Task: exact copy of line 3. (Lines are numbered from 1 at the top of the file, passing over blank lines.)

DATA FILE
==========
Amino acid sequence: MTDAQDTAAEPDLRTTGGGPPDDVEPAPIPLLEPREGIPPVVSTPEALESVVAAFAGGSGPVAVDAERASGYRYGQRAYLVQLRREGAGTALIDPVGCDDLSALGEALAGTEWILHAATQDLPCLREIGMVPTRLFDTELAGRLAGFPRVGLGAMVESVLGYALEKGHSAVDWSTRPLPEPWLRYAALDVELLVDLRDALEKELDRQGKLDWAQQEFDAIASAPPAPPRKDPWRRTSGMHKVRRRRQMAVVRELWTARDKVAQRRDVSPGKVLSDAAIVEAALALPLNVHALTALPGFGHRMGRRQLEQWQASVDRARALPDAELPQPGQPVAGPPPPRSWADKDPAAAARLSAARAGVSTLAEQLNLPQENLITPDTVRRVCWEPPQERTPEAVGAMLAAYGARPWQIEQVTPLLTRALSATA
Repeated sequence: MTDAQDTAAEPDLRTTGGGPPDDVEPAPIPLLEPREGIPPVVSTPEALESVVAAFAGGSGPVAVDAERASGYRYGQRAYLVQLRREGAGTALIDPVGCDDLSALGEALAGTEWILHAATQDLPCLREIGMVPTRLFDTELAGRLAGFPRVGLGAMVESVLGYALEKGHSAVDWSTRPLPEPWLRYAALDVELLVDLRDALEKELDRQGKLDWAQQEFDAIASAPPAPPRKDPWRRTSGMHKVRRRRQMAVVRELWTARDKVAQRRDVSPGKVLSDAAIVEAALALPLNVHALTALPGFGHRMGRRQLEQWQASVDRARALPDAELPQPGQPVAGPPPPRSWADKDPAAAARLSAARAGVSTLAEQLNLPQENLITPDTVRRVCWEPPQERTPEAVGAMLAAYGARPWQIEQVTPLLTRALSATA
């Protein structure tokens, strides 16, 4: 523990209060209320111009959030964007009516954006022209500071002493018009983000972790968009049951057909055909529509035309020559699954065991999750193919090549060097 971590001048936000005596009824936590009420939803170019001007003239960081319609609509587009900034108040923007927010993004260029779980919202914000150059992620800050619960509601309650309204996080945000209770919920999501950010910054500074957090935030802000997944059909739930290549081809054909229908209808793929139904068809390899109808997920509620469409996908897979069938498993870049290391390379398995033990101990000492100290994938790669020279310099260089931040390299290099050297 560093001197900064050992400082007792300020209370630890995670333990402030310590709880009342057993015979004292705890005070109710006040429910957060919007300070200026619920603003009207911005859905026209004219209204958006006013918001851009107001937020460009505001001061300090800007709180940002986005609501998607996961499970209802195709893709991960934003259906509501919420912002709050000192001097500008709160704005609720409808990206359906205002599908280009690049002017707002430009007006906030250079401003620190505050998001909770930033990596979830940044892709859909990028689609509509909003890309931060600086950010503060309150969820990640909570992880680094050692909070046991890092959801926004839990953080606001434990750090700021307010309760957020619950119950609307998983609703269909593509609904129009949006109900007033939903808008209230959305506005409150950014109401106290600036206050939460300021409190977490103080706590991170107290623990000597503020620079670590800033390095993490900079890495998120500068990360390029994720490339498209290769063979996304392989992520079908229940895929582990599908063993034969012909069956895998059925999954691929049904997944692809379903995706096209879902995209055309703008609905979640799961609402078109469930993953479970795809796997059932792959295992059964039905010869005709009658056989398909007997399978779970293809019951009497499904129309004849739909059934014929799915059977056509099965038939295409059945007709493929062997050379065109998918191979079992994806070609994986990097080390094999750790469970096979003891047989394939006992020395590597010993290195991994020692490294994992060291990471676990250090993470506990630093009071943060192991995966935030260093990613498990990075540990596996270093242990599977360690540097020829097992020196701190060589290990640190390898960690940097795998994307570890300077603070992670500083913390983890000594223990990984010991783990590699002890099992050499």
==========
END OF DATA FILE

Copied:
């Protein structure tokens, strides 16, 4: 523990209060209320111009959030964007009516954006022209500071002493018009983000972790968009049951057909055909529509035309020559699954065991999750193919090549060097 971590001048936000005596009824936590009420939803170019001007003239960081319609609509587009900034108040923007927010993004260029779980919202914000150059992620800050619960509601309650309204996080945000209770919920999501950010910054500074957090935030802000997944059909739930290549081809054909229908209808793929139904068809390899109808997920509620469409996908897979069938498993870049290391390379398995033990101990000492100290994938790669020279310099260089931040390299290099050297 560093001197900064050992400082007792300020209370630890995670333990402030310590709880009342057993015979004292705890005070109710006040429910957060919007300070200026619920603003009207911005859905026209004219209204958006006013918001851009107001937020460009505001001061300090800007709180940002986005609501998607996961499970209802195709893709991960934003259906509501919420912002709050000192001097500008709160704005609720409808990206359906205002599908280009690049002017707002430009007006906030250079401003620190505050998001909770930033990596979830940044892709859909990028689609509509909003890309931060600086950010503060309150969820990640909570992880680094050692909070046991890092959801926004839990953080606001434990750090700021307010309760957020619950119950609307998983609703269909593509609904129009949006109900007033939903808008209230959305506005409150950014109401106290600036206050939460300021409190977490103080706590991170107290623990000597503020620079670590800033390095993490900079890495998120500068990360390029994720490339498209290769063979996304392989992520079908229940895929582990599908063993034969012909069956895998059925999954691929049904997944692809379903995706096209879902995209055309703008609905979640799961609402078109469930993953479970795809796997059932792959295992059964039905010869005709009658056989398909007997399978779970293809019951009497499904129309004849739909059934014929799915059977056509099965038939295409059945007709493929062997050379065109998918191979079992994806070609994986990097080390094999750790469970096979003891047989394939006992020395590597010993290195991994020692490294994992060291990471676990250090993470506990630093009071943060192991995966935030260093990613498990990075540990596996270093242990599977360690540097020829097992020196701190060589290990640190390898960690940097795998994307570890300077603070992670500083913390983890000594223990990984010991783990590699002890099992050499």